Not really – but Mark B.’s comment this morning about dampening clothes as part of the weekly laundry/ironing ritual of our mothers’ and grandmothers’ generations has had me reminiscing today, recalling the many uses to which the old bushel baskets – thin wooden slats with wire handles – were put during my Mormon childhood on the Wasatch Front in the 1960s. Resin grapes from that era get all the kitschy, nostalgic attention, but I’m not sure that wooden bushel baskets weren’t the basis of more Relief Society projects than those once-in-a-lifetime grapes. The grapes survived because they were hard and just sat there, and were consciously made as objets d’art; the baskets got used, heavily, and wouldn’t have survived too many years in basements and storage sheds.
Relief Society projects centering on baskets usually involved lining them with fabric so that they wouldn’t be slivery inside. Inexpensive cotton prints, or sometimes oilcloth, were the fabrics of choice. Work meeting directors sometimes came up with pattern variations, but basically you cut a circle the size of the bottom of the basket, and a strip a little wider than the basket was high, and as long as the basket’s circumference (with seam allowances for every cut side). You sewed the strip into a tube, then gathered one end of the tube to fit the fabric circle you had cut for the basket’s bottom (baskets were wider at the top than the bottom, so gathering was necessary for fit, as well as to give a pleasing “poofiness” to the lining). Then you put your lining into the basket, seams down and hidden against the basket. To finish the top, you either folded the top edge under and sewed or glued the lining to the inside edge of the basket, or you folded it over the top and finished it with a ruffle or seam binding – but if you did that, you needed to make and hem slits for the wire handles to poke through the lining.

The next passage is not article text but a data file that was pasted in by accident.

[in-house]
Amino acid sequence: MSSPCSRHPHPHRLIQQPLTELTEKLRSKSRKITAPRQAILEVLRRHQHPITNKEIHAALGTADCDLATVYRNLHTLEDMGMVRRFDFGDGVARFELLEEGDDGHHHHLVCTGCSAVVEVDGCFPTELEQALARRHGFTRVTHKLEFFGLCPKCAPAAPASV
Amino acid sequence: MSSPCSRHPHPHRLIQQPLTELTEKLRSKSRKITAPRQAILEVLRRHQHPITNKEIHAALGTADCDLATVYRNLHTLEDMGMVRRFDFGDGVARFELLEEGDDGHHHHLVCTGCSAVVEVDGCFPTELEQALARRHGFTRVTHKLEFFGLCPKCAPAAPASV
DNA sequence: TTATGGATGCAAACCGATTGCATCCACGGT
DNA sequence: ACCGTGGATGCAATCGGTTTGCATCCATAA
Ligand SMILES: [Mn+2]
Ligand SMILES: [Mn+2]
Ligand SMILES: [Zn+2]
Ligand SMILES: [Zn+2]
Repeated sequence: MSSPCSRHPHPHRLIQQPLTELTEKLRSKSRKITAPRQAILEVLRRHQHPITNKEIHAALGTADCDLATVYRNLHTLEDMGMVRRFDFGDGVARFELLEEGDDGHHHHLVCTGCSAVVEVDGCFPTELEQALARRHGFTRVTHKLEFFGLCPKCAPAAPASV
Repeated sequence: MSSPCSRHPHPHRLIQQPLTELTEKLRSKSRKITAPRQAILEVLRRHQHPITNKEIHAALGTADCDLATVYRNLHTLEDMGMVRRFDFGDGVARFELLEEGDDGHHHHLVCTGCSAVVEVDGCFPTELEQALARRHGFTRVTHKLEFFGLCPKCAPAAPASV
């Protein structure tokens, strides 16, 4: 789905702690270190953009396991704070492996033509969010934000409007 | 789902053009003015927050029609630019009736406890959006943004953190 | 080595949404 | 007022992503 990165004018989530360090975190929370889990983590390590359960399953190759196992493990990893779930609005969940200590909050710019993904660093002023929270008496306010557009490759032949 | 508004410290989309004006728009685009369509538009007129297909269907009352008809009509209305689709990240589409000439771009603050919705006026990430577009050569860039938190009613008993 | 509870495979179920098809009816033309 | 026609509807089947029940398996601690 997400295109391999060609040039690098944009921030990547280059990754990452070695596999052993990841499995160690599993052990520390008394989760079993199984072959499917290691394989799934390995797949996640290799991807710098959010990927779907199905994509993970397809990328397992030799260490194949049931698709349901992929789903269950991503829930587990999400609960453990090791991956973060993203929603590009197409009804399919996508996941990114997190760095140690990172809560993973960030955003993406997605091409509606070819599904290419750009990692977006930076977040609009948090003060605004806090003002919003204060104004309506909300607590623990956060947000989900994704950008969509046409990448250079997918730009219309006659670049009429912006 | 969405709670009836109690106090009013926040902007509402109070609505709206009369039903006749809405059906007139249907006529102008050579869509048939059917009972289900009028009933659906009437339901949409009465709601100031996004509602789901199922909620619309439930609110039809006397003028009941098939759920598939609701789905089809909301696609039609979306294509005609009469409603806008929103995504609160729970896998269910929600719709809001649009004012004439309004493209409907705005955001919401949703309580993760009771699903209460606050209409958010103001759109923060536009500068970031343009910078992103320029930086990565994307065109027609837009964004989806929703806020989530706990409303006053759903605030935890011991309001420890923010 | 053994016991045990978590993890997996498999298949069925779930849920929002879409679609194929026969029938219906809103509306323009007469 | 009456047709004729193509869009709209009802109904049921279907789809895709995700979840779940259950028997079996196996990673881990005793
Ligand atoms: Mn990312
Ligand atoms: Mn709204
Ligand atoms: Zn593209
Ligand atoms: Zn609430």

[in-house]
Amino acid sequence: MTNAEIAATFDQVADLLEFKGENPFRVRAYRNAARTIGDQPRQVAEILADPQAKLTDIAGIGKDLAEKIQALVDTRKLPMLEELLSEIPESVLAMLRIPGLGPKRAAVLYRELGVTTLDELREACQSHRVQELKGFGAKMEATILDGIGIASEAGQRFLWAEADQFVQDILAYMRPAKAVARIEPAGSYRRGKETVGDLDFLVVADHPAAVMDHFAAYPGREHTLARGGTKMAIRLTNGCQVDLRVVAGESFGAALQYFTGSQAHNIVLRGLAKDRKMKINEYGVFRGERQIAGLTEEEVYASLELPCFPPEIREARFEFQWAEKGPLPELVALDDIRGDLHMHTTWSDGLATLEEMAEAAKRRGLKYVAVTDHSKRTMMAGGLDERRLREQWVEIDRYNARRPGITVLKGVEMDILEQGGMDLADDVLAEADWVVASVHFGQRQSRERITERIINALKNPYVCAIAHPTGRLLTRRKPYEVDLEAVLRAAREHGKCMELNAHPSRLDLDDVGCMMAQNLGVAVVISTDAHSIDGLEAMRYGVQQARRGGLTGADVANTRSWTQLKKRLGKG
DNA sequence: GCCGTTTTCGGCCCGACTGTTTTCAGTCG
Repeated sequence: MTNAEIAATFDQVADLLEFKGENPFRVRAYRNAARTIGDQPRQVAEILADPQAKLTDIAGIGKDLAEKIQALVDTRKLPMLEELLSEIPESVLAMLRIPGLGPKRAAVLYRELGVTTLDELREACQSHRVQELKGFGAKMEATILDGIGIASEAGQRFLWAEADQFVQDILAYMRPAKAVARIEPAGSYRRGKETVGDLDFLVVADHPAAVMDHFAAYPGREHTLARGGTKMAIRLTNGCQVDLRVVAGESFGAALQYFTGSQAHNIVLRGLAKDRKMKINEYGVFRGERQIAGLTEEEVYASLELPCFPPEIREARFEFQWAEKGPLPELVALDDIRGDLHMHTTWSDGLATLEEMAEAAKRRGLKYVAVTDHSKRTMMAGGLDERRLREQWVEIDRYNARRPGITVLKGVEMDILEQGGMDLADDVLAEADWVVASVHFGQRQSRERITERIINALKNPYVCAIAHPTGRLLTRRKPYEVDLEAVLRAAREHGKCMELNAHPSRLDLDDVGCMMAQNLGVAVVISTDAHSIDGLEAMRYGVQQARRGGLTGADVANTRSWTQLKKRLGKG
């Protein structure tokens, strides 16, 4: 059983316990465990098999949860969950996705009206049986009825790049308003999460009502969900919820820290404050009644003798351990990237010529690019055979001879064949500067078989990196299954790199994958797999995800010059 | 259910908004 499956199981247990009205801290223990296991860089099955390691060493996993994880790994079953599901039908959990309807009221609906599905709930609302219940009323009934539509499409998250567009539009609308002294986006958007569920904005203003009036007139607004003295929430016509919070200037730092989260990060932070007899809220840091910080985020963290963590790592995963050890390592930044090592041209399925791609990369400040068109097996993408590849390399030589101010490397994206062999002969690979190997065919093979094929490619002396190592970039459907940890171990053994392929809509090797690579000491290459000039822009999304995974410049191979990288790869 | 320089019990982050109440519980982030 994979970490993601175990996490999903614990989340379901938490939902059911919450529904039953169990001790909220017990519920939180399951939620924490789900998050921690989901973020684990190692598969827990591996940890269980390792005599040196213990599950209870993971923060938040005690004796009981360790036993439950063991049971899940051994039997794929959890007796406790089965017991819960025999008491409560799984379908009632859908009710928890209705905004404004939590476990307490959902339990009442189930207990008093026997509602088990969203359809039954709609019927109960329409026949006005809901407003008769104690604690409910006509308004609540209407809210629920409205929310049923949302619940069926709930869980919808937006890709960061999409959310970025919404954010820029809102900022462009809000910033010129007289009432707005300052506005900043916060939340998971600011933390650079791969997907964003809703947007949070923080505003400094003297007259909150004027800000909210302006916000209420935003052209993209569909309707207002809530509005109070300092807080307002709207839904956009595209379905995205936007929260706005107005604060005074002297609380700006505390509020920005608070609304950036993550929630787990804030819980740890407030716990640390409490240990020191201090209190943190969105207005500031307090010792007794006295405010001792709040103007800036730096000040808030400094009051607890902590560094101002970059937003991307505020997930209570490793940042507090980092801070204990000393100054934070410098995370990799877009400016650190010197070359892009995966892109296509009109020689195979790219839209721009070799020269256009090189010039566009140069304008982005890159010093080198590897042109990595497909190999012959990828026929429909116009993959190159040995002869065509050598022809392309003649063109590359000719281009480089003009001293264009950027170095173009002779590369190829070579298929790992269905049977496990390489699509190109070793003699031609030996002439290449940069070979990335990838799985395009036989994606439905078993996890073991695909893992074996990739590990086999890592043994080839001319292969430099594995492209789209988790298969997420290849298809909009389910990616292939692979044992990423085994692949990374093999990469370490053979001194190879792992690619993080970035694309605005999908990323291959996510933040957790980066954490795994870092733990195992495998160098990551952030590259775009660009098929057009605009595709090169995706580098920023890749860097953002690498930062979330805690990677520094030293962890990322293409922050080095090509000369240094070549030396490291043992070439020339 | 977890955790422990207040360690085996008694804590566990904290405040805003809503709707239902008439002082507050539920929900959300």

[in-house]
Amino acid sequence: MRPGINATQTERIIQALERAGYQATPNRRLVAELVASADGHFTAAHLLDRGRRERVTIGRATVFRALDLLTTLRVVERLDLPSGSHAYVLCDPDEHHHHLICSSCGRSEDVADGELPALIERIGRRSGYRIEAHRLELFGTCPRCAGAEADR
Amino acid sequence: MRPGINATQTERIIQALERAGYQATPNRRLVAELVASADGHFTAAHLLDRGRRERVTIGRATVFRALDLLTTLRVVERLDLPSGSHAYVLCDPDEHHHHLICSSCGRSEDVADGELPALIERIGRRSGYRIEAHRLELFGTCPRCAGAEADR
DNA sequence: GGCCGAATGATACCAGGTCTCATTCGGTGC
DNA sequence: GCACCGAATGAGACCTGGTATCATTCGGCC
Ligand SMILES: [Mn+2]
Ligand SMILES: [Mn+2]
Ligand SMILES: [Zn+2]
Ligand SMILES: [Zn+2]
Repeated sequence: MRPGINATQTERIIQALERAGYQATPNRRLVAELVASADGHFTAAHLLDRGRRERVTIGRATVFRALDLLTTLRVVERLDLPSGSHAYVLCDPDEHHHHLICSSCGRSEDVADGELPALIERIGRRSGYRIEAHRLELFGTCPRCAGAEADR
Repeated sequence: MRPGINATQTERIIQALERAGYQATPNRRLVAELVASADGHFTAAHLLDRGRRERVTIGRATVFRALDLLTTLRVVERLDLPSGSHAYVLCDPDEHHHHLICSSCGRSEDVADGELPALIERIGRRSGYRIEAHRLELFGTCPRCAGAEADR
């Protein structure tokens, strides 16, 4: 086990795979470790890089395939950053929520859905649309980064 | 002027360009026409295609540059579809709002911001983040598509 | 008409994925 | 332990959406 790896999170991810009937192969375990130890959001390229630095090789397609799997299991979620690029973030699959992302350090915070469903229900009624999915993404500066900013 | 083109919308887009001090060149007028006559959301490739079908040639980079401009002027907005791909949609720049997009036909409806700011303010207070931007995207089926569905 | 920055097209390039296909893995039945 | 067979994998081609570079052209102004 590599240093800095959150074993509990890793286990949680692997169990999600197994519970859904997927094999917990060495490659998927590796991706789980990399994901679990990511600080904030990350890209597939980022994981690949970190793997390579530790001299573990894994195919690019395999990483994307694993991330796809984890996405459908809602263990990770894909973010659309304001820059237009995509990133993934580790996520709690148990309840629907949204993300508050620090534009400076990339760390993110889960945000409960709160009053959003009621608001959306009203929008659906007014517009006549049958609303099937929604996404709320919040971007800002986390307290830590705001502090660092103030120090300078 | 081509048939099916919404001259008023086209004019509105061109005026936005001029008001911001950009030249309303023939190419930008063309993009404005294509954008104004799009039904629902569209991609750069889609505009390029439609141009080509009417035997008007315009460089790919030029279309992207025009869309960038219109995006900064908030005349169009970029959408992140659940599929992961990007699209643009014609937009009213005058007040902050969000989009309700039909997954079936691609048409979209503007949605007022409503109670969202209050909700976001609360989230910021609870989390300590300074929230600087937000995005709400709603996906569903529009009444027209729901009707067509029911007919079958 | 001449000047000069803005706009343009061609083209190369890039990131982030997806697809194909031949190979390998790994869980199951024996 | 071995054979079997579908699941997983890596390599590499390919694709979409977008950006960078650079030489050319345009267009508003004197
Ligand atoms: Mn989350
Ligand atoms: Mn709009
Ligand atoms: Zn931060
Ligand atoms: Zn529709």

Sometimes you made a “lid” for your basket by cutting a circle several inches larger than the top of the basket, and sewed on elastic braid to gather the edges of the circle (with or without a ruffle extending beyond the elastic). Picture a shower cap stretched over the basket and you have the general idea.
I can remember four different uses for which these baskets were made in Relief Society – do you remember any others?
1. Picnic Basket. Pockets were sewn into the lining – you just cut another strip of fabric the same length as the basket lining but only about half as high, gathered it to the bottom along with the main strip, and sewed it to the lining at intervals. The pockets were for cutlery, or bottles of pickles or jam, or drinking glasses, or whatever (paper plates, plastic cutlery, and reusable plastic food containers were not widespread in the ‘60s). There was plenty of room in the main part of the basket for your plates (on the bottom) and your wrapped sandwiches and fruit and whatnot on top. Picnic baskets were usually made with the gathered tops.